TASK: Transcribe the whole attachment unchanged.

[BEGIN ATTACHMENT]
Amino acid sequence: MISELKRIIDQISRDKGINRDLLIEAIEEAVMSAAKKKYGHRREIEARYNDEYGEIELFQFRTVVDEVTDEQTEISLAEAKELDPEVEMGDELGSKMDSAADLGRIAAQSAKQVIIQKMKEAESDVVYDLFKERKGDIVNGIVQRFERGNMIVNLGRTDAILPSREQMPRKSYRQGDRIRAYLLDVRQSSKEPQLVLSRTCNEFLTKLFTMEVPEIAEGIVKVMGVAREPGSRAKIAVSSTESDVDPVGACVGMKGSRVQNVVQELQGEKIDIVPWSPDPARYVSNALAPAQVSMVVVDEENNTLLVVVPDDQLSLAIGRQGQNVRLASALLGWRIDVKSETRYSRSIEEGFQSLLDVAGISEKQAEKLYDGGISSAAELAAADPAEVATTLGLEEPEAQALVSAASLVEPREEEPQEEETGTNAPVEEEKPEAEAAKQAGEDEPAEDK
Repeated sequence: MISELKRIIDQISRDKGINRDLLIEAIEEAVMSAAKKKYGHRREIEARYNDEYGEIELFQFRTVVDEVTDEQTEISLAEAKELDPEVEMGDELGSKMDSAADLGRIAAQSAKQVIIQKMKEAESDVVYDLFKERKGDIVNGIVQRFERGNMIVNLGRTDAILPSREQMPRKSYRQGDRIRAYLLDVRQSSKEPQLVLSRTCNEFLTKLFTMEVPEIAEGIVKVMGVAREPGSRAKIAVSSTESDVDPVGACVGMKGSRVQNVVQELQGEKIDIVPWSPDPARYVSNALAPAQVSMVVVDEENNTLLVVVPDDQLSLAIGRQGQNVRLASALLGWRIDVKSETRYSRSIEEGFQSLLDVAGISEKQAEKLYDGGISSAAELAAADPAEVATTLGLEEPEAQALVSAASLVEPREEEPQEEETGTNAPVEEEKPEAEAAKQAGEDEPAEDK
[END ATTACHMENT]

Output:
Amino acid sequence: MISELKRIIDQISRDKGINRDLLIEAIEEAVMSAAKKKYGHRREIEARYNDEYGEIELFQFRTVVDEVTDEQTEISLAEAKELDPEVEMGDELGSKMDSAADLGRIAAQSAKQVIIQKMKEAESDVVYDLFKERKGDIVNGIVQRFERGNMIVNLGRTDAILPSREQMPRKSYRQGDRIRAYLLDVRQSSKEPQLVLSRTCNEFLTKLFTMEVPEIAEGIVKVMGVAREPGSRAKIAVSSTESDVDPVGACVGMKGSRVQNVVQELQGEKIDIVPWSPDPARYVSNALAPAQVSMVVVDEENNTLLVVVPDDQLSLAIGRQGQNVRLASALLGWRIDVKSETRYSRSIEEGFQSLLDVAGISEKQAEKLYDGGISSAAELAAADPAEVATTLGLEEPEAQALVSAASLVEPREEEPQEEETGTNAPVEEEKPEAEAAKQAGEDEPAEDK
Repeated sequence: MISELKRIIDQISRDKGINRDLLIEAIEEAVMSAAKKKYGHRREIEARYNDEYGEIELFQFRTVVDEVTDEQTEISLAEAKELDPEVEMGDELGSKMDSAADLGRIAAQSAKQVIIQKMKEAESDVVYDLFKERKGDIVNGIVQRFERGNMIVNLGRTDAILPSREQMPRKSYRQGDRIRAYLLDVRQSSKEPQLVLSRTCNEFLTKLFTMEVPEIAEGIVKVMGVAREPGSRAKIAVSSTESDVDPVGACVGMKGSRVQNVVQELQGEKIDIVPWSPDPARYVSNALAPAQVSMVVVDEENNTLLVVVPDDQLSLAIGRQGQNVRLASALLGWRIDVKSETRYSRSIEEGFQSLLDVAGISEKQAEKLYDGGISSAAELAAADPAEVATTLGLEEPEAQALVSAASLVEPREEEPQEEETGTNAPVEEEKPEAEAAKQAGEDEPAEDK